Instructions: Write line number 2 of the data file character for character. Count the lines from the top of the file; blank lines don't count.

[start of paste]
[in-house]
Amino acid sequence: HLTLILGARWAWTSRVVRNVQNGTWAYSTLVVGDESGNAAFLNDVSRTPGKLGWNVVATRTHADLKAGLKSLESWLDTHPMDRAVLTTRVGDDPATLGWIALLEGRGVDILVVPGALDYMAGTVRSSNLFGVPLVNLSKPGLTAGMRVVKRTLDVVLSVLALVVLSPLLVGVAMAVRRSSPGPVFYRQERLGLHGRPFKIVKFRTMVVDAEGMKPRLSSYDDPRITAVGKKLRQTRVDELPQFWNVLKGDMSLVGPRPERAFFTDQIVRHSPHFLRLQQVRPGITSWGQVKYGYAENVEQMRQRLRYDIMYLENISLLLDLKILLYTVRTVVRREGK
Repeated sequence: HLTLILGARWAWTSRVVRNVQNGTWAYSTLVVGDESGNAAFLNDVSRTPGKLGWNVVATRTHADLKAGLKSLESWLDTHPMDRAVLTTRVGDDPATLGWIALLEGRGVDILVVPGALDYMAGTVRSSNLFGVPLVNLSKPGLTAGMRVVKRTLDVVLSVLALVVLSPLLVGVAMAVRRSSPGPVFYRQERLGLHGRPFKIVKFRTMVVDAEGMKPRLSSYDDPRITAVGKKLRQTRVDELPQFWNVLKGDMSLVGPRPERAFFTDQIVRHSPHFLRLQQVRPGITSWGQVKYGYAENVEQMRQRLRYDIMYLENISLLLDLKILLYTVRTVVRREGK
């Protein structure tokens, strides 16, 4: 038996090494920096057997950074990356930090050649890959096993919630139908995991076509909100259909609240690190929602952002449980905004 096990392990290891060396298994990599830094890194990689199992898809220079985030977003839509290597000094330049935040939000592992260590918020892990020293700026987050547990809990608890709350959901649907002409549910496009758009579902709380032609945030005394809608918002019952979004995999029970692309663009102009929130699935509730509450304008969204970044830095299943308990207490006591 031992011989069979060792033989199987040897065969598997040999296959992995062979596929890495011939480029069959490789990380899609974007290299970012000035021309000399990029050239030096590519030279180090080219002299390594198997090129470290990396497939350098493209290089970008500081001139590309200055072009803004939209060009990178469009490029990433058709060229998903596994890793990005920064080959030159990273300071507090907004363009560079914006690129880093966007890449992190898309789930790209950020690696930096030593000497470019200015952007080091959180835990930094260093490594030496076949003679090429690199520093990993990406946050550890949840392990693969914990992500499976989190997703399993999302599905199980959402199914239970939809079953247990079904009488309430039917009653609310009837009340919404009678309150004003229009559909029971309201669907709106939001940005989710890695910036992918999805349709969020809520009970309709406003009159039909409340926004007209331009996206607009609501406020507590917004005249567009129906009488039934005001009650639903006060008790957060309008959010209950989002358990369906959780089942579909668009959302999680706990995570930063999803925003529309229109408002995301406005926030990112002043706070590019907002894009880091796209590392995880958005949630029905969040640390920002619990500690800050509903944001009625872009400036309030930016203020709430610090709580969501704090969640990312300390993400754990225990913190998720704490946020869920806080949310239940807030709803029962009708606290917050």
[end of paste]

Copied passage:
Amino acid sequence: HLTLILGARWAWTSRVVRNVQNGTWAYSTLVVGDESGNAAFLNDVSRTPGKLGWNVVATRTHADLKAGLKSLESWLDTHPMDRAVLTTRVGDDPATLGWIALLEGRGVDILVVPGALDYMAGTVRSSNLFGVPLVNLSKPGLTAGMRVVKRTLDVVLSVLALVVLSPLLVGVAMAVRRSSPGPVFYRQERLGLHGRPFKIVKFRTMVVDAEGMKPRLSSYDDPRITAVGKKLRQTRVDELPQFWNVLKGDMSLVGPRPERAFFTDQIVRHSPHFLRLQQVRPGITSWGQVKYGYAENVEQMRQRLRYDIMYLENISLLLDLKILLYTVRTVVRREGK